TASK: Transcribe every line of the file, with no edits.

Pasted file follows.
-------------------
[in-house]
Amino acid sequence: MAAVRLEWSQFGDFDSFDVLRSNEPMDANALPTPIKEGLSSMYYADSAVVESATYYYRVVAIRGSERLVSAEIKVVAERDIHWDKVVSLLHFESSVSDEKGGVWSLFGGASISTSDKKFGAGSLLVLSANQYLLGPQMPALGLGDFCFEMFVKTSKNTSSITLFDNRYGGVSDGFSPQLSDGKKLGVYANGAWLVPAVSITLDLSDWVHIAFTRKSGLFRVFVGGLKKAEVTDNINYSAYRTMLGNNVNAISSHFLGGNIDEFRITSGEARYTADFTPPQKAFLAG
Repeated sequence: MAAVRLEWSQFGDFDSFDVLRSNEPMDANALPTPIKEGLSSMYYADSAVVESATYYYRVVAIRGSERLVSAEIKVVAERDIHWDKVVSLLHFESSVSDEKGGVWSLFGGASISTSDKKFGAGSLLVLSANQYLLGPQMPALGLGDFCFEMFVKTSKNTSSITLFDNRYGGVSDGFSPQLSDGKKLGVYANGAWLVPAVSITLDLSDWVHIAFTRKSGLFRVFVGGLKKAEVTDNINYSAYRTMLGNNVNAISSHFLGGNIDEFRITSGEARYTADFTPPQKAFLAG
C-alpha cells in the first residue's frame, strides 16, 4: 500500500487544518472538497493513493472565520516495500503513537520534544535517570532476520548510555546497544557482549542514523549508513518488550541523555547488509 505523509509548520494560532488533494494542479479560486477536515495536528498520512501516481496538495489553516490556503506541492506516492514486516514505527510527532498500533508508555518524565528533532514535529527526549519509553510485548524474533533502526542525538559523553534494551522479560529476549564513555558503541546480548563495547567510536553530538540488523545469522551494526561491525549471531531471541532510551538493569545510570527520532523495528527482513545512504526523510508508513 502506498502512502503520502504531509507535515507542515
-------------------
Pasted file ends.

[in-house]
Amino acid sequence: MAAVRLEWSQFGDFDSFDVLRSNEPMDANALPTPIKEGLSSMYYADSAVVESATYYYRVVAIRGSERLVSAEIKVVAERDIHWDKVVSLLHFESSVSDEKGGVWSLFGGASISTSDKKFGAGSLLVLSANQYLLGPQMPALGLGDFCFEMFVKTSKNTSSITLFDNRYGGVSDGFSPQLSDGKKLGVYANGAWLVPAVSITLDLSDWVHIAFTRKSGLFRVFVGGLKKAEVTDNINYSAYRTMLGNNVNAISSHFLGGNIDEFRITSGEARYTADFTPPQKAFLAG
Repeated sequence: MAAVRLEWSQFGDFDSFDVLRSNEPMDANALPTPIKEGLSSMYYADSAVVESATYYYRVVAIRGSERLVSAEIKVVAERDIHWDKVVSLLHFESSVSDEKGGVWSLFGGASISTSDKKFGAGSLLVLSANQYLLGPQMPALGLGDFCFEMFVKTSKNTSSITLFDNRYGGVSDGFSPQLSDGKKLGVYANGAWLVPAVSITLDLSDWVHIAFTRKSGLFRVFVGGLKKAEVTDNINYSAYRTMLGNNVNAISSHFLGGNIDEFRITSGEARYTADFTPPQKAFLAG
C-alpha cells in the first residue's frame, strides 16, 4: 500500500487544518472538497493513493472565520516495500503513537520534544535517570532476520548510555546497544557482549542514523549508513518488550541523555547488509 505523509509548520494560532488533494494542479479560486477536515495536528498520512501516481496538495489553516490556503506541492506516492514486516514505527510527532498500533508508555518524565528533532514535529527526549519509553510485548524474533533502526542525538559523553534494551522479560529476549564513555558503541546480548563495547567510536553530538540488523545469522551494526561491525549471531531471541532510551538493569545510570527520532523495528527482513545512504526523510508508513 502506498502512502503520502504531509507535515507542515